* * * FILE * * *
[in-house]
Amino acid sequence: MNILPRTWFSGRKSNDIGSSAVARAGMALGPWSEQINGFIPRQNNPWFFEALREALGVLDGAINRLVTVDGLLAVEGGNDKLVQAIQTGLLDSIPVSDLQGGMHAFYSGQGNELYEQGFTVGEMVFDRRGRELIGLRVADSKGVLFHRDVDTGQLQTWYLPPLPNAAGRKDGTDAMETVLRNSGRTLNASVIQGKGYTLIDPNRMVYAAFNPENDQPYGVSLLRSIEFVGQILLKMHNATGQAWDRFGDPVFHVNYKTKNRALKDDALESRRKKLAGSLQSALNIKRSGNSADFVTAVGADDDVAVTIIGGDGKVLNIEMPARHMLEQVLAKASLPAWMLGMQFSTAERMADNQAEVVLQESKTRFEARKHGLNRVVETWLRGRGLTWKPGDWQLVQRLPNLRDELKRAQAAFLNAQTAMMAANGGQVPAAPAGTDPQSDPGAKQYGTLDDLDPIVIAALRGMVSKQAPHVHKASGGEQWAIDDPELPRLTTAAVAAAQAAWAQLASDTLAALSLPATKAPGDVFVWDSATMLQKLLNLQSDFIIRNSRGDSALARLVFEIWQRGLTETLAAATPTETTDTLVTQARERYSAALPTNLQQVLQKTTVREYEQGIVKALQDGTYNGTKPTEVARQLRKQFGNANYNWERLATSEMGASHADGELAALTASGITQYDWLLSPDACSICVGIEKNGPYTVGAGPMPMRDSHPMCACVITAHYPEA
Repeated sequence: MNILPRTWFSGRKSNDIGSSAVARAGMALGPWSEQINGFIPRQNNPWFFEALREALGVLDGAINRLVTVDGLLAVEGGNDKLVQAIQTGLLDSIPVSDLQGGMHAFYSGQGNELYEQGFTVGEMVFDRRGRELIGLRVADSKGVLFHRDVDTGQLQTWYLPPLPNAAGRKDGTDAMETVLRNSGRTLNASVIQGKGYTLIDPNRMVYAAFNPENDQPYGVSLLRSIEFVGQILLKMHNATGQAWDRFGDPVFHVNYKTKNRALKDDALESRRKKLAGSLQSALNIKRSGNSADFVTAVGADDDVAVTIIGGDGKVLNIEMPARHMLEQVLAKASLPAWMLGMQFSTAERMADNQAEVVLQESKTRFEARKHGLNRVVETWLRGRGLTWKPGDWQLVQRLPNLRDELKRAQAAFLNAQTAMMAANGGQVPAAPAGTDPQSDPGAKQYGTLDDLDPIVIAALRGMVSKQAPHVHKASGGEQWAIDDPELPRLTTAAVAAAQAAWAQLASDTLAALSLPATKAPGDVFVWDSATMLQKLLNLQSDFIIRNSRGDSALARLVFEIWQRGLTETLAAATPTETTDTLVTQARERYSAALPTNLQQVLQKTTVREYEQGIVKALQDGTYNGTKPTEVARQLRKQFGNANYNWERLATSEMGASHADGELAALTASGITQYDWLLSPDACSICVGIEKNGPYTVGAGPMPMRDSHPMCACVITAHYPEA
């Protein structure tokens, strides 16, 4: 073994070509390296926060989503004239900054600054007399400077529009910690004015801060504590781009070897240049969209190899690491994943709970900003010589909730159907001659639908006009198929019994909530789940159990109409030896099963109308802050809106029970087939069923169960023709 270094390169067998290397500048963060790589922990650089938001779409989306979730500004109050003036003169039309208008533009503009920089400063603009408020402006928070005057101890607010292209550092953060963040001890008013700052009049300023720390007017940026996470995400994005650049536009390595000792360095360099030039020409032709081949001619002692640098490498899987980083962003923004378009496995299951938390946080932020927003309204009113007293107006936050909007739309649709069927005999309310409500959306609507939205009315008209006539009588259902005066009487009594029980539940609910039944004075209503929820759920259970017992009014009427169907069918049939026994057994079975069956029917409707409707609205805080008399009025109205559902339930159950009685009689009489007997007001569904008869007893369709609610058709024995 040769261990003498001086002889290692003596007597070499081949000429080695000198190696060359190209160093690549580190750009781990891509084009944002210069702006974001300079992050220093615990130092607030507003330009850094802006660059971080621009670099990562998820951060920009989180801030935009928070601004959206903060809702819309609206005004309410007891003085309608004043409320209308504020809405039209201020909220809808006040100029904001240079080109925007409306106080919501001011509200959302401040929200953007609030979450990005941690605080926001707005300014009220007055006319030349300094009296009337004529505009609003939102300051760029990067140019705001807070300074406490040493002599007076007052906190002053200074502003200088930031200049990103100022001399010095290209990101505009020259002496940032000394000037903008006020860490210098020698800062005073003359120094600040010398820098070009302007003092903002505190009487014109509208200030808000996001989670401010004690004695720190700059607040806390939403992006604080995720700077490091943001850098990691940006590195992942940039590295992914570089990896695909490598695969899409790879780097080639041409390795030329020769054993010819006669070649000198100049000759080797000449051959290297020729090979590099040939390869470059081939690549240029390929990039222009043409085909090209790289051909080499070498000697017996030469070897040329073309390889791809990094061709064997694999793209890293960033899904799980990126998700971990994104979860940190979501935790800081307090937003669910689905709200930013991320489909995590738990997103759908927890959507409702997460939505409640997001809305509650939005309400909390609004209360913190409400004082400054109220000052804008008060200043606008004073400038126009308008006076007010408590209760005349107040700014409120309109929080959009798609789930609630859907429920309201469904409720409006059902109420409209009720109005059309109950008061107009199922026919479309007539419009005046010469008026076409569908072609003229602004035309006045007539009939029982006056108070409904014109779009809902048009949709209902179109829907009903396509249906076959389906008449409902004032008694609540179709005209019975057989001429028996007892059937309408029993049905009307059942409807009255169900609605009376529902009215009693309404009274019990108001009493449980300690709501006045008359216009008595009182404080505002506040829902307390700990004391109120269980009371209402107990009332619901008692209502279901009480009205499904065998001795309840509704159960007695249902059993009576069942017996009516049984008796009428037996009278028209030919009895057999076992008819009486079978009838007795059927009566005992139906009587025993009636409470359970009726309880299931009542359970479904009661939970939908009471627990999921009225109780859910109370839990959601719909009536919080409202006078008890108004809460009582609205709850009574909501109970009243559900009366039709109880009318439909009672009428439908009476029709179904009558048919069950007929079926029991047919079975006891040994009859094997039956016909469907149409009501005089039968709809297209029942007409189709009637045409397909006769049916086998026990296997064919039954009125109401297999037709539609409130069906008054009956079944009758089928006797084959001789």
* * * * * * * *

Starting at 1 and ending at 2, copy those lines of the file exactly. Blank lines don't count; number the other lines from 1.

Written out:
[in-house]
Amino acid sequence: MNILPRTWFSGRKSNDIGSSAVARAGMALGPWSEQINGFIPRQNNPWFFEALREALGVLDGAINRLVTVDGLLAVEGGNDKLVQAIQTGLLDSIPVSDLQGGMHAFYSGQGNELYEQGFTVGEMVFDRRGRELIGLRVADSKGVLFHRDVDTGQLQTWYLPPLPNAAGRKDGTDAMETVLRNSGRTLNASVIQGKGYTLIDPNRMVYAAFNPENDQPYGVSLLRSIEFVGQILLKMHNATGQAWDRFGDPVFHVNYKTKNRALKDDALESRRKKLAGSLQSALNIKRSGNSADFVTAVGADDDVAVTIIGGDGKVLNIEMPARHMLEQVLAKASLPAWMLGMQFSTAERMADNQAEVVLQESKTRFEARKHGLNRVVETWLRGRGLTWKPGDWQLVQRLPNLRDELKRAQAAFLNAQTAMMAANGGQVPAAPAGTDPQSDPGAKQYGTLDDLDPIVIAALRGMVSKQAPHVHKASGGEQWAIDDPELPRLTTAAVAAAQAAWAQLASDTLAALSLPATKAPGDVFVWDSATMLQKLLNLQSDFIIRNSRGDSALARLVFEIWQRGLTETLAAATPTETTDTLVTQARERYSAALPTNLQQVLQKTTVREYEQGIVKALQDGTYNGTKPTEVARQLRKQFGNANYNWERLATSEMGASHADGELAALTASGITQYDWLLSPDACSICVGIEKNGPYTVGAGPMPMRDSHPMCACVITAHYPEA